Your Last Breath
Written by the ensemble
Curious Directive aim to create engaging science-themed theatre, and they've struck rich raw material in the real-life story of Anna Bagenholm, who experienced a near-miraculous survival after an extreme skiing accident caused her to be trapped, immobile, under ice in the remote Norwegian mountains. Pinioned like this for 80 minutes, her body gradually froze and her heart stopped beating; but when she was pulled out and taken to the local hospital, the doctors obeyed the medical philosophy that "you're not dead until you're warm and dead", and so continued CPR for four hours until her body had thawed - and, amazingly, her heart started beating again.
Curious Directive are sparked by this story to explore the hinterland between life and death; metaphorically as well as actually, as their piece gives us a range of characters who carry their personal griefs with them, and whose main question is how a person may survive after death in the minds of their loved ones and in the continuation of their genes.
It's an impressively multi-faceted piece, expanding a series of variations on the themes of love, death and inheritance. A nineteenth-century geographer is on a posting to the Norwegian mountains to plot the landscape for the first time. A woman in 2011 is on a journey to climb one of the mountains and scatter her dad's ashes at the top (and to escape from her faltering relationship with her fiance). A man in 2034 is launching a new medical initiative to save lives by putting injured people in frozen suspended animation to give doctors more time to work on their wounds - as first discovered through Anna Bagenholm, and as used to save the man's own life when he was a baby. And snippets of audio interview with Anna are interspersed throughout.
Unfortunately the stories produce somewhat diminishing returns. The story of Nicholas, the Victorian cartographer, is very moving as, eking out a survival in the harsh mountain landscape, he thinks of his wife and infant son back home, wonders if he'll see them again or if ultimately they, rather than the map he's making, will be his legacy.
The modern-day story of Freija, escaping her city life and trekking the mountains with a Norwegian guide whom she is increasingly attracted to, has sympathetic elements. But the future-set story of Christopher, launching the new medical centre while grieving for his recently deceased mother, lacks the specificity that would be needed to make us care about him.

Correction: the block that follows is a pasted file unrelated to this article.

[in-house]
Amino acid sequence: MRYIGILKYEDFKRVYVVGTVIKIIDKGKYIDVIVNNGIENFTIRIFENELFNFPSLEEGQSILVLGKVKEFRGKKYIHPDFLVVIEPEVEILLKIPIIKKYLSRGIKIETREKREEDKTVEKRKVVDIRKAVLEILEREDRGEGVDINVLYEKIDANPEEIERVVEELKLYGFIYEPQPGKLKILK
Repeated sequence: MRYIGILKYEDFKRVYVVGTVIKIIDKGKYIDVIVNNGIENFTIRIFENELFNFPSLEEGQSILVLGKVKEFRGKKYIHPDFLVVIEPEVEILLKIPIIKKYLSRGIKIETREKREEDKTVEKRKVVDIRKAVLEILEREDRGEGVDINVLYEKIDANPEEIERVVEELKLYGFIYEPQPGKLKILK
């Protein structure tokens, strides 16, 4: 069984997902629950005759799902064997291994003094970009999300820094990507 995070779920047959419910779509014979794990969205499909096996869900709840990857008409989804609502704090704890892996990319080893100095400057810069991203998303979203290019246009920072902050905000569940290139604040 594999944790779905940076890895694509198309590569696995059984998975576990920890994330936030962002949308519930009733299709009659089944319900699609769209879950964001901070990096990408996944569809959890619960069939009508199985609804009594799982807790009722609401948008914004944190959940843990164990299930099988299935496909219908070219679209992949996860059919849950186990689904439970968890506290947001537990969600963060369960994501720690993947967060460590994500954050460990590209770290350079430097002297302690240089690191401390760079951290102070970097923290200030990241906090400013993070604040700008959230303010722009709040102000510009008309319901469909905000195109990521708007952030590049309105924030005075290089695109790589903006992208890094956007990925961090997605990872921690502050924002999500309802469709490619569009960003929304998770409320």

There's almost no conflict in any of the stories, aside from man's conflict with nature and with mortality; I do feel the company missed an opportunity to delve into some of the thornier human issues surrounding such advances in science and technology. How do people feel in the future about this new suspended-animation technique - are there protesters who argue that it is effectively killing people? What will be the impact for 19th-century Norwegians of their land being definitively mapped for the first time?
As it is, we get an involving and well-performed montage illustrating the desired points - a dramatised science documentary with living graphics - that doesn't quite have the intellectual sophistication that companies like Complicite bring to their maths- and science-inspired work. It is intelligently written though. An ancient Norwegian mountain song is nicely described as "a holographic multi-dimensional map of feeling", the idea being that the song doesn't so much describe the object, it is the object; a concept that's neatly echoed in visual terms when Nicholas's map-making is shown through coloured strings stretched across the stage, which are manipulated into tented peaks and twisting angles to become the physical landscape they are meant to represent.
Good performances from the young cast, particularly from William Cardozo Boohan as Nicholas and Gareth Taylor as the Norwegian guide Otto, both bringing great humanity; and from Elizabeth Holmes as Anna, her frantic physical movement well conveying the horror of a woman trapped in the grip of death, losing her own body.
Reviewer: Corinne Salisbury